The latest releases reviewed

PAUL MCCARTNEY Memory Almost Full Hear Music *

After a lifetime with EMI, McCartney heads across to a new record label (co-formed by Starbucks). The general rule of thumb is that a first release on a new label is good enough to give new bosses sleepful nights and old bosses a V-sign, but this is something else altogether: who would have thought that a sound so densely bland could come from a man who helped create a new blueprint in popular music? There isn't a halfway decent song here; when Macca slows it down it gets as thick and sweet-sick as a container load of molasses; when he revs it up, it comes across simply as an old geezer overdoing it. No one expects McCartney to come close to the quality of his work in the 1960s and 1970s (and a portion of the 1980s), but these songs are so poor it's a wonder someone at Starbucks Head Office didn't choke over their skinny- malinky frappuchino when they heard the finished album. Available from Starbucks joints from next Friday; stick with the latte and muffin instead. www.paulmccartney.com TONY CLAYTON-LEA

MUMM-RA These Things Move in Threes Columbia ***

Mumm-rockers everywhere will rejoice that Noo, Niall, Gareth, Oli and Tate have finally released their debut album, seven years after they formed as callow 15-year-olds in Bexhill-on-Sea. Years of playing town halls, rowing clubs and village fetes have helped the five-piece develop their musical chops, and their early prog-psychedelic noodlings have been refined into such sharply focused powerpop songs as Out of the Question, She's Got You High, Starlight and This Is Easy. Take Klaxons' glo-sticks away and teach them to play properly, and they might have come up with the swirling guitar-synth mix of Song B, The Sick Deal and What Would Steve Do? Closing track Down Down Down has vestiges of Mumm-Ra's adolescent Floyd obsession, but overall they've kept the musical substance while avoiding bombast and mock- sincerity. www.mumm-ra.com KEVIN COURTNEY

Download tracks: Out of the Question, She's Got You High

THE NATIONAL Boxer Beggar's Banquet ****

2005's Alligator secured a universal thumbs-up from music journalists and bloggers alike, and many of that critical cabal wondered if the Ohio-born, Brooklyn-based five- piece could possibly equal it. Boxer kicks off with the gorgeous, piano-led Fake Empire and the Interpol-inspired Mistaken for Strangers; you begin to hope that it sustains this standard, and it does. The tone, varying from country gothic to dark ballads (Green Gloves) is more circumspect than its predecessor, and some of the arrangements, for all their sparseness, can stop you in your tracks. Matt Beringer's voice has a doleful beauty, never better than on Racing Like a Pro and Ada (both featuring Sufjan Stevens on piano), but it's the understated hybrid of brass, strings, piano and drums that combine into something very special. One of 2007's most inspired releases. www.americanmary.com SINÉAD GLEESON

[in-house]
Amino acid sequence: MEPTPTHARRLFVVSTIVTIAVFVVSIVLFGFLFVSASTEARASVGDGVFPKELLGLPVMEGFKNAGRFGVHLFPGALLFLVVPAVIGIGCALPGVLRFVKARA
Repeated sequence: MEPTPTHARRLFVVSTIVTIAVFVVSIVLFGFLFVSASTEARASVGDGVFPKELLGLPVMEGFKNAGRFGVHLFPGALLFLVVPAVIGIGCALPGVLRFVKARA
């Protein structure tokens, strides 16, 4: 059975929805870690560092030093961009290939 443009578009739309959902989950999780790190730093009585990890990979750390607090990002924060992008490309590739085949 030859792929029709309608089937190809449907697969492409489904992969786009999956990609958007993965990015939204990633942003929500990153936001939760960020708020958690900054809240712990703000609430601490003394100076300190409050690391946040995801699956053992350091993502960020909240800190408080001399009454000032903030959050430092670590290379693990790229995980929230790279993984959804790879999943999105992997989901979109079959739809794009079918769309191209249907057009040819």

Download Tracks: Fake Empire. Squalor Victoria. Mistaken for Strangers

NELL BRYDEN Second Time Around 157 Records ***

Mari Wilson meets Lyle Lovett, with a detour via a wide-awake Norah Jones: New Yorker Nell Bryden's distinctly catholic taste serves her well, and sets her apart on her first long player collection, following the mini-album From Midnight On. Bryden's songwriting straddles country, blues and jazz, with a respectful nod in the direction of big band, propelled by the twin engines of her throaty voice and her swaggering writing style. Pedal steel and washboard colour Where the Pavement Ends, conjuring vague echoes of Cher during her Gypsies, Tramps and Thieves era, but it's quickly usurped by the most subtle Brazilian percussion on Goodbye. The occasional lumbering production aside, this is music for ears unperturbed by dilettantism, and imaginations ripe to trace an alternative arc. www.nellbryden.com SIOBHÁN LONG

Download Tracks: Goodbye, Late Night Call

RICHARD THOMPSON Sweet War rior Proper ****

Our hero returns to sparkling form on this first collection of new material since the disappointing Front Parlour Ballads (2005). That doesn't mean the British legend has been resting on his deserved laurels; there have been compilations to compile, including his hugely entertaining 1,000 Years of Popular Music project. This collection has obviously, though not totally, been inspired by the war in Iraq, and there's an urgency and edge which has been missing in recent outings. It can't be easy to sustain the kind of moral intensity Thompson has thrived on. But his guitar playing is on fire: intricate, detailed fills contrast with flashing dramatic chords and full-blown searing solos. And songs such as Johnny's Far Away and Poppy-Red remain, like his guitar playing, distinctive hybrids of traditional form and rock sensibility. www.richardthompson-music.com JOE BREEN

Download: Dad's Gonna Kill Me, Too Late to Come Fishing